Article

Some Recovery Processes in Mutual-Help Groups for Persons with Mental Illness; II: Qualitative Analysis of Participant Interviews

Evanston Northwestern Healthcare Center for Psychiatric Rehabilitation, University of Chicago, 1033 University Place, Evanston, IL 60201, USA.
Community Mental Health Journal (Impact Factor: 1.03). 01/2006; 41(6):721-35. DOI: 10.1007/s10597-005-6429-0
Source: PubMed

ABSTRACT Previous research suggests that consumer operated services facilitate recovery from serious mental illness. In part I of this series, we analyzed the content of the GROW program, one example of a consumer operated service, and identified several processes that Growers believe assists in recovery. In this paper, we review the qualitative interviews of 57 Growers to determine what actual participants in GROW acknowledge are important processes for recovery. We also used the interviews to identify the elements of recovery according to these Growers. Growers identified self-reliance, industriousness, and self-esteem as key ingredients of recovery. Recovery was distinguished into a process-an ongoing life experience-versus an outcome, a feeling of being cured or having overcome the disorder. The most prominent element of GROW that facilitated recovery was the support of peers. Gaining a sense of personal value was also fostered by GROW and believed to be important for recovery. The paper ends with a discussion of the implications of these findings for the ongoing development of consumer operated services and their impact on recovery.

3 Followers
 · 
60 Views
  • Source
    [Show abstract] [Hide abstract]
    ABSTRACT: Mental health self-help (MHSH) refers to any mutual support-oriented initiative directed by people with mental illness or their family members. These initiatives have become increasingly widespread over the years and today MHSH initiatives outnumber traditional mental health organizations in the United States (Goldstrom et al., 2006). The goal of this book is to provide research-based insight into the development of effective MHSH initiatives. This chapter explores the defining characteristics of MHSH and reviews its historical development. Building on this foundation, the chapter examines several factors contributing to the growth and popularity of MHSH, along with an exploration of factors impeding the use of MHSH. Following is a discussion of future directions for research and practice. Finally, the chapter provides a summary of the topics covered by each subsequent chapter.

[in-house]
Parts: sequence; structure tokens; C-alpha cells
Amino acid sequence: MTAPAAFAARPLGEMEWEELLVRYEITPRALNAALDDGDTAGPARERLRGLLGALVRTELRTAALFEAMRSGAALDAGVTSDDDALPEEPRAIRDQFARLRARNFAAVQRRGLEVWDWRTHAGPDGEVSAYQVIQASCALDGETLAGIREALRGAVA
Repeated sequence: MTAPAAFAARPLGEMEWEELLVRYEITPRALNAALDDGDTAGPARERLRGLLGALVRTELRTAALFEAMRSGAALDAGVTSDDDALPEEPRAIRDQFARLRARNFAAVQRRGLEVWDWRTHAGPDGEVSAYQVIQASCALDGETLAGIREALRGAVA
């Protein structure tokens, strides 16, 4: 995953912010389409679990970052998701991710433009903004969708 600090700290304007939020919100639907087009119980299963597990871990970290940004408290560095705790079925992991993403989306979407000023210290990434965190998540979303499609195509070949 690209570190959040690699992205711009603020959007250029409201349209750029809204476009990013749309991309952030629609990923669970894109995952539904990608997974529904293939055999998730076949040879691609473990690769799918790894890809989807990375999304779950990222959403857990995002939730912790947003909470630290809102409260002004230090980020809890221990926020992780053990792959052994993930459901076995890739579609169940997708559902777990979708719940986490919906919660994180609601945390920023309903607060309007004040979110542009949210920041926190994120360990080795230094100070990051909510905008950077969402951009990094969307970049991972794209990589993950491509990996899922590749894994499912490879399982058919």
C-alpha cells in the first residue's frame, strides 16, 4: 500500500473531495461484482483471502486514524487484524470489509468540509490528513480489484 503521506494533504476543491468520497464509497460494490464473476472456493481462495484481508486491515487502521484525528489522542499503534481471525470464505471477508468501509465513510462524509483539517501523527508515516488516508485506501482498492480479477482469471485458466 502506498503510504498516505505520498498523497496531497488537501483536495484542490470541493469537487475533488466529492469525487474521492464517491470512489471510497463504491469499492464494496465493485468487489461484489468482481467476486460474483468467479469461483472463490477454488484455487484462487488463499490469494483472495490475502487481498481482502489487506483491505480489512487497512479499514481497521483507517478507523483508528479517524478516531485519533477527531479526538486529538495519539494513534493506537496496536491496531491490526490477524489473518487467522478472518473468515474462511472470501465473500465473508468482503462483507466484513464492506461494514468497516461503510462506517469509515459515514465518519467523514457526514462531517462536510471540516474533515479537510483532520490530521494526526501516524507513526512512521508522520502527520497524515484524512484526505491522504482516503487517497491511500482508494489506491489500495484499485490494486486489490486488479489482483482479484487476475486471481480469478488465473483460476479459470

08/2010: pages 1-15;
  • Source
    [Show abstract] [Hide abstract]
    ABSTRACT: Mental health consumer-run organizations (CROs) are a heterogeneous group of recovery-oriented settings founded on peer support and mutual aid. This chapter focuses on consumer-run organizations in Kansas. The discussion begins with the history of the consumer movement on a national level, followed by the history of CROs in Kansas. The next section consists of an in-depth commentary about the collaborative relationship between the Center for Community Support and Research (CCSR) and Kansas CROs and is followed by a brief overview of research studies conducted by CCSR to assess impact and capacity needs of CROs. The chapter concludes with a focus on the future of CROs and the future of the consumer movement in Kansas.
    12/2009: pages 287-300;
  • Source
    [Show abstract] [Hide abstract]
    ABSTRACT: In deciding whether or not to collaborate with one another in a research partnership, researchers and members of mental health self-help (MHSH) initiatives should address several questions. What values will underlie the partnership? How will power be shared? What will the focus of the research be? What type of knowledge will be sought? How will the knowledge be used? What roles will the different partners play? In this chapter, we present a theoretical framework that aims to clarify how researchers and mental health self-helpers might answer these questions as they co-construct a research project. The framework consists of six elements: (a) values, (b) participation and power-sharing, (c) social programming, (d) knowledge construction, (e) knowledge utilization, and (f) practice. For each element, we discuss the main issues; we illustrate these issues with examples from both our work and that of others; and we note lessons learned and provide recommendations for future research and evaluation with MHSH initiatives. KeywordsParticipatory action research-Evaluation-Values
    12/2009: pages 39-58;